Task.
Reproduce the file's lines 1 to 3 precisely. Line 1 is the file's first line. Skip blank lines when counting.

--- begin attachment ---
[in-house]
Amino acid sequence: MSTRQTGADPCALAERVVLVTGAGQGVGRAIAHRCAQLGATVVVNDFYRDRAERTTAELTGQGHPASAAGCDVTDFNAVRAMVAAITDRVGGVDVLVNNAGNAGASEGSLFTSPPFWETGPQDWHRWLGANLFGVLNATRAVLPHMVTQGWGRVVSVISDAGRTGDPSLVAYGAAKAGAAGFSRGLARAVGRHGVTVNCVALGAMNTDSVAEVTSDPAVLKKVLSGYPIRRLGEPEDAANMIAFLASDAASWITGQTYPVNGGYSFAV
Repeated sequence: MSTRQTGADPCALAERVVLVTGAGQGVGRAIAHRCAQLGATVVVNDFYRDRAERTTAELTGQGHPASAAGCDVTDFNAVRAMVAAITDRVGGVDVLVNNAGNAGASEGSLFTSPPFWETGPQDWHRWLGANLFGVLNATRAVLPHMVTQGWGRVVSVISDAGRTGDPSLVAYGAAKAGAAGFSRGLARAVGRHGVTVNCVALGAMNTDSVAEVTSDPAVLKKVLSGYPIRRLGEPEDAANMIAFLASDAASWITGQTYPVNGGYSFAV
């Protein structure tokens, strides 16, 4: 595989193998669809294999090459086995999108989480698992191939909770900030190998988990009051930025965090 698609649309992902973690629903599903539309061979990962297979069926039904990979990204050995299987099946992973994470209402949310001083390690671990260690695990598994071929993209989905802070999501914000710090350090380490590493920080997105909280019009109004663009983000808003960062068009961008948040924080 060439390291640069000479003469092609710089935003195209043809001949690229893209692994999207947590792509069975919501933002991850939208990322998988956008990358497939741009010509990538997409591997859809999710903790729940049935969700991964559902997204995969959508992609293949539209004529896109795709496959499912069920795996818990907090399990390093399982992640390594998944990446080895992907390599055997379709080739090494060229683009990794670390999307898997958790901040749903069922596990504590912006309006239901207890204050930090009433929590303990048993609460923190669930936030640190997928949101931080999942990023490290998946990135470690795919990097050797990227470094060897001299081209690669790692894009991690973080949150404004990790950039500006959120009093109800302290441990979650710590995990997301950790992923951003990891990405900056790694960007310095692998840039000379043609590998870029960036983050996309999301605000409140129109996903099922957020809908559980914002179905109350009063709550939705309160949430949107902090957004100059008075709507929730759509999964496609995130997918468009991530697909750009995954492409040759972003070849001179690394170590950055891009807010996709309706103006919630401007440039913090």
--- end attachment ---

[in-house]
Amino acid sequence: MSTRQTGADPCALAERVVLVTGAGQGVGRAIAHRCAQLGATVVVNDFYRDRAERTTAELTGQGHPASAAGCDVTDFNAVRAMVAAITDRVGGVDVLVNNAGNAGASEGSLFTSPPFWETGPQDWHRWLGANLFGVLNATRAVLPHMVTQGWGRVVSVISDAGRTGDPSLVAYGAAKAGAAGFSRGLARAVGRHGVTVNCVALGAMNTDSVAEVTSDPAVLKKVLSGYPIRRLGEPEDAANMIAFLASDAASWITGQTYPVNGGYSFAV
Repeated sequence: MSTRQTGADPCALAERVVLVTGAGQGVGRAIAHRCAQLGATVVVNDFYRDRAERTTAELTGQGHPASAAGCDVTDFNAVRAMVAAITDRVGGVDVLVNNAGNAGASEGSLFTSPPFWETGPQDWHRWLGANLFGVLNATRAVLPHMVTQGWGRVVSVISDAGRTGDPSLVAYGAAKAGAAGFSRGLARAVGRHGVTVNCVALGAMNTDSVAEVTSDPAVLKKVLSGYPIRRLGEPEDAANMIAFLASDAASWITGQTYPVNGGYSFAV